- EIR Not Required Prior to City’s Adoption of Plastic Bag Ordinance
- July 25, 2011 | Author: Michelle Ouellette
- Law Firm: Best Best & Krieger LLP - Riverside Office
In a decision issued yesterday under the California Environmental Quality Act (CEQA) - Save the Plastic Bag Coalition v. City of Manhattan Beach, No. S180720 - the Supreme Court upheld the City of Manhattan Beach’s ordinance prohibiting retailers from providing plastic shopping bags to customers. Although the city’s Negative Declaration concluded that banning point-of-sale plastic bag distribution would not have a significant environmental effect under CEQA, the Save the Plastic Bag Coalition (a group of plastic bag manufacturers and distributors) argued that such a ban would increase the production and attendant environmental impacts of paper bags.
In its decision, the Supreme Court upheld the city’s CEQA documentation and ban on point-of-sale plastic bag distribution. The Supreme Court held that “[s]ubstantial evidence and common sense support the City’s determination that its ordinance would have no significant environmental effect. Therefore, a negative declaration was sufficient to comply with the requirements of [CEQA].” The Supreme Court agreed with the appellate court’s dissenting opinion which had argued CEQA requirements would be stretched to the point of absurdity if a small city were required to prepare an EIR on the effects of increased paper bag use that might result from a partial ban on plastic bags. The Court found that CEQA simply does not demand an exhaustive comparative analysis of relative environmental detriments for every alternative course of action. The Court further found that the city was “small enough that even the cumulative effects of its ordinance would be negligible.” An ordinance passed by a city of less than 40,000 with a retail sector of under 220 establishments has only a miniscule contributive effect on the broader environment. The Supreme Court noted, however, that had the case involved a similar ordinance affecting a county of 10 million, the outcome may very well have been different on contributive effect grounds.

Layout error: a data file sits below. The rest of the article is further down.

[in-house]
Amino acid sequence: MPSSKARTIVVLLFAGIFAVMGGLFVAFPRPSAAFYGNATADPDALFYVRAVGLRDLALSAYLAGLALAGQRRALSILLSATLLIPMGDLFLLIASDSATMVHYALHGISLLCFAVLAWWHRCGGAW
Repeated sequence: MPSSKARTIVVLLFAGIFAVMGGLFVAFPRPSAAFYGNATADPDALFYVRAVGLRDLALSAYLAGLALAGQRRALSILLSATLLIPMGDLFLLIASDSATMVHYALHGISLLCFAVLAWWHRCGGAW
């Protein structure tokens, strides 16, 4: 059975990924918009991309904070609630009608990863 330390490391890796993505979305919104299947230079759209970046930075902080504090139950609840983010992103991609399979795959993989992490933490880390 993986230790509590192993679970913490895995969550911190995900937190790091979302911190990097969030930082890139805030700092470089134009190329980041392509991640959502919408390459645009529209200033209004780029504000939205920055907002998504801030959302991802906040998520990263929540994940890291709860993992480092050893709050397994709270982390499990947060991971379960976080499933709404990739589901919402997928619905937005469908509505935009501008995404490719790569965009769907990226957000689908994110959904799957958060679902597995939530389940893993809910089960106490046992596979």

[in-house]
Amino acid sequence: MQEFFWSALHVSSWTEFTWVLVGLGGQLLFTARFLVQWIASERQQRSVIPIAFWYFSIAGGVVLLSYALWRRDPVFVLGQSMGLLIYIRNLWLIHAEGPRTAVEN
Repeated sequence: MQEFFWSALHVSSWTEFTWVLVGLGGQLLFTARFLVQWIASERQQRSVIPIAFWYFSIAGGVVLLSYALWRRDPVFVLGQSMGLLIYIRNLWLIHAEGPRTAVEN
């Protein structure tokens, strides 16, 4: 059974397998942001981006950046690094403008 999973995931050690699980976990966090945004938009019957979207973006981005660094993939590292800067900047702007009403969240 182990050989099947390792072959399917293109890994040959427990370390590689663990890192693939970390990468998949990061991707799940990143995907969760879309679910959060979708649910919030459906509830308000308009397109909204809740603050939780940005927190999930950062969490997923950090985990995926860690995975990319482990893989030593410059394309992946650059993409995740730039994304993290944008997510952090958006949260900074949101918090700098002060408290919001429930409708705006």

Through the Save the Plastic Bag decision, the Court has reaffirmed the substantial discretion afforded public agencies across California when determining whether a CEQA project will have a potentially significant environmental effect.